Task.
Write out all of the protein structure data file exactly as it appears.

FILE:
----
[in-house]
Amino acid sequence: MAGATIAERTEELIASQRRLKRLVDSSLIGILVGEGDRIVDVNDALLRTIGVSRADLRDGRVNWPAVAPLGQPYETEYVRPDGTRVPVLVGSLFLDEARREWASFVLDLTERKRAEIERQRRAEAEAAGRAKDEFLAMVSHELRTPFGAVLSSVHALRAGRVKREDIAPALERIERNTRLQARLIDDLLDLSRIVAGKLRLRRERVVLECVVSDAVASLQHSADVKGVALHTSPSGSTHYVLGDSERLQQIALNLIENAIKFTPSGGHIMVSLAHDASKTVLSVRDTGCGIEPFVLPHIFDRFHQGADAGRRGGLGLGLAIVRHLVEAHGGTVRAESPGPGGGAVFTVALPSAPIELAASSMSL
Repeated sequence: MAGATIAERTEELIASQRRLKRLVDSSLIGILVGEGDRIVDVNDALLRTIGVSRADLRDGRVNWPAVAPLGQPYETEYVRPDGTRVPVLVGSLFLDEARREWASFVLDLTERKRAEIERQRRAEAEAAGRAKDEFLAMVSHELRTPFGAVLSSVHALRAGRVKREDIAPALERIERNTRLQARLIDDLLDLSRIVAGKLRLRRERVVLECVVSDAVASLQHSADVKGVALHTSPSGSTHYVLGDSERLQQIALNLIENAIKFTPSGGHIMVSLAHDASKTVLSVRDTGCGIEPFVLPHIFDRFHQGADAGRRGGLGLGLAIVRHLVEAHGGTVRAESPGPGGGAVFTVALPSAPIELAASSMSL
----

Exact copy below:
[in-house]
Amino acid sequence: MAGATIAERTEELIASQRRLKRLVDSSLIGILVGEGDRIVDVNDALLRTIGVSRADLRDGRVNWPAVAPLGQPYETEYVRPDGTRVPVLVGSLFLDEARREWASFVLDLTERKRAEIERQRRAEAEAAGRAKDEFLAMVSHELRTPFGAVLSSVHALRAGRVKREDIAPALERIERNTRLQARLIDDLLDLSRIVAGKLRLRRERVVLECVVSDAVASLQHSADVKGVALHTSPSGSTHYVLGDSERLQQIALNLIENAIKFTPSGGHIMVSLAHDASKTVLSVRDTGCGIEPFVLPHIFDRFHQGADAGRRGGLGLGLAIVRHLVEAHGGTVRAESPGPGGGAVFTVALPSAPIELAASSMSL
Repeated sequence: MAGATIAERTEELIASQRRLKRLVDSSLIGILVGEGDRIVDVNDALLRTIGVSRADLRDGRVNWPAVAPLGQPYETEYVRPDGTRVPVLVGSLFLDEARREWASFVLDLTERKRAEIERQRRAEAEAAGRAKDEFLAMVSHELRTPFGAVLSSVHALRAGRVKREDIAPALERIERNTRLQARLIDDLLDLSRIVAGKLRLRRERVVLECVVSDAVASLQHSADVKGVALHTSPSGSTHYVLGDSERLQQIALNLIENAIKFTPSGGHIMVSLAHDASKTVLSVRDTGCGIEPFVLPHIFDRFHQGADAGRRGGLGLGLAIVRHLVEAHGGTVRAESPGPGGGAVFTVALPSAPIELAASSMSL